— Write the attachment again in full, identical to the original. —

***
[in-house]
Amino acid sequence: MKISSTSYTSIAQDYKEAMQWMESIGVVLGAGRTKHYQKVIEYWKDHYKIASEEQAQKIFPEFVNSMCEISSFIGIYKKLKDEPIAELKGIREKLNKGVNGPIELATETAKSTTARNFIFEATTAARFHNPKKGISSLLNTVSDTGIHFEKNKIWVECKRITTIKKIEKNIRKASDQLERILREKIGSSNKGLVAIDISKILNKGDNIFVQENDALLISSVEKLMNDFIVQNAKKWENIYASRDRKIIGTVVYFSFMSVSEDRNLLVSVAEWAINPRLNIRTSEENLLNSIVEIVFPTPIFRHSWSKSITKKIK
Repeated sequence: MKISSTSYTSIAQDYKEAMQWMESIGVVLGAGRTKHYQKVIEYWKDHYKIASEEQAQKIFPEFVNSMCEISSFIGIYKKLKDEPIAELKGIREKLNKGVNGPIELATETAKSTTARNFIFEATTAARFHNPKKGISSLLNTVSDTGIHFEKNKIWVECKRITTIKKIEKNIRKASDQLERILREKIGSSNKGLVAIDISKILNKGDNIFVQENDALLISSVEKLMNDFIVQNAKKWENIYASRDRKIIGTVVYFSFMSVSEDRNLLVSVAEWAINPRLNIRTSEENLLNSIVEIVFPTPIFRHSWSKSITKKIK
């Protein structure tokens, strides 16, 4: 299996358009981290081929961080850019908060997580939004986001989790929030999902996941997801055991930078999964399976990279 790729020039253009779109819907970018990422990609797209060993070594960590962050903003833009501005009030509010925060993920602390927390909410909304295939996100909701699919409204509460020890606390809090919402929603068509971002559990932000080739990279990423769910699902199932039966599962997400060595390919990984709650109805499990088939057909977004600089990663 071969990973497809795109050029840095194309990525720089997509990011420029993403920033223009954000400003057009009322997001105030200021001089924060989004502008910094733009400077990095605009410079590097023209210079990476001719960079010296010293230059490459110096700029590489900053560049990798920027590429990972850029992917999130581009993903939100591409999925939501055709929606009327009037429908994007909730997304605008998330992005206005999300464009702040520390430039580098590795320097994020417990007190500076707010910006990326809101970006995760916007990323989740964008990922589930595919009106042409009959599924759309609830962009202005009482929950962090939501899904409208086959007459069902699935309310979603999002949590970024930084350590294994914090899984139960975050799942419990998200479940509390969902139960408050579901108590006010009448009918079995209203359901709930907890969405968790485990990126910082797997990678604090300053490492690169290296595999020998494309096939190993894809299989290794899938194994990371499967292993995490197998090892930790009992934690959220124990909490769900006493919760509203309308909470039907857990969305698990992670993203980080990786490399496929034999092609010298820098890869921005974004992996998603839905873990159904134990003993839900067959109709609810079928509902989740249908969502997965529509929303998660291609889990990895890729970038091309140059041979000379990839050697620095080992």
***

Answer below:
[in-house]
Amino acid sequence: MKISSTSYTSIAQDYKEAMQWMESIGVVLGAGRTKHYQKVIEYWKDHYKIASEEQAQKIFPEFVNSMCEISSFIGIYKKLKDEPIAELKGIREKLNKGVNGPIELATETAKSTTARNFIFEATTAARFHNPKKGISSLLNTVSDTGIHFEKNKIWVECKRITTIKKIEKNIRKASDQLERILREKIGSSNKGLVAIDISKILNKGDNIFVQENDALLISSVEKLMNDFIVQNAKKWENIYASRDRKIIGTVVYFSFMSVSEDRNLLVSVAEWAINPRLNIRTSEENLLNSIVEIVFPTPIFRHSWSKSITKKIK
Repeated sequence: MKISSTSYTSIAQDYKEAMQWMESIGVVLGAGRTKHYQKVIEYWKDHYKIASEEQAQKIFPEFVNSMCEISSFIGIYKKLKDEPIAELKGIREKLNKGVNGPIELATETAKSTTARNFIFEATTAARFHNPKKGISSLLNTVSDTGIHFEKNKIWVECKRITTIKKIEKNIRKASDQLERILREKIGSSNKGLVAIDISKILNKGDNIFVQENDALLISSVEKLMNDFIVQNAKKWENIYASRDRKIIGTVVYFSFMSVSEDRNLLVSVAEWAINPRLNIRTSEENLLNSIVEIVFPTPIFRHSWSKSITKKIK
């Protein structure tokens, strides 16, 4: 299996358009981290081929961080850019908060997580939004986001989790929030999902996941997801055991930078999964399976990279 790729020039253009779109819907970018990422990609797209060993070594960590962050903003833009501005009030509010925060993920602390927390909410909304295939996100909701699919409204509460020890606390809090919402929603068509971002559990932000080739990279990423769910699902199932039966599962997400060595390919990984709650109805499990088939057909977004600089990663 071969990973497809795109050029840095194309990525720089997509990011420029993403920033223009954000400003057009009322997001105030200021001089924060989004502008910094733009400077990095605009410079590097023209210079990476001719960079010296010293230059490459110096700029590489900053560049990798920027590429990972850029992917999130581009993903939100591409999925939501055709929606009327009037429908994007909730997304605008998330992005206005999300464009702040520390430039580098590795320097994020417990007190500076707010910006990326809101970006995760916007990323989740964008990922589930595919009106042409009959599924759309609830962009202005009482929950962090939501899904409208086959007459069902699935309310979603999002949590970024930084350590294994914090899984139960975050799942419990998200479940509390969902139960408050579901108590006010009448009918079995209203359901709930907890969405968790485990990126910082797997990678604090300053490492690169290296595999020998494309096939190993894809299989290794899938194994990371499967292993995490197998090892930790009992934690959220124990909490769900006493919760509203309308909470039907857990969305698990992670993203980080990786490399496929034999092609010298820098890869921005974004992996998603839905873990159904134990003993839900067959109709609810079928509902989740249908969502997965529509929303998660291609889990990895890729970038091309140059041979000379990839050697620095080992």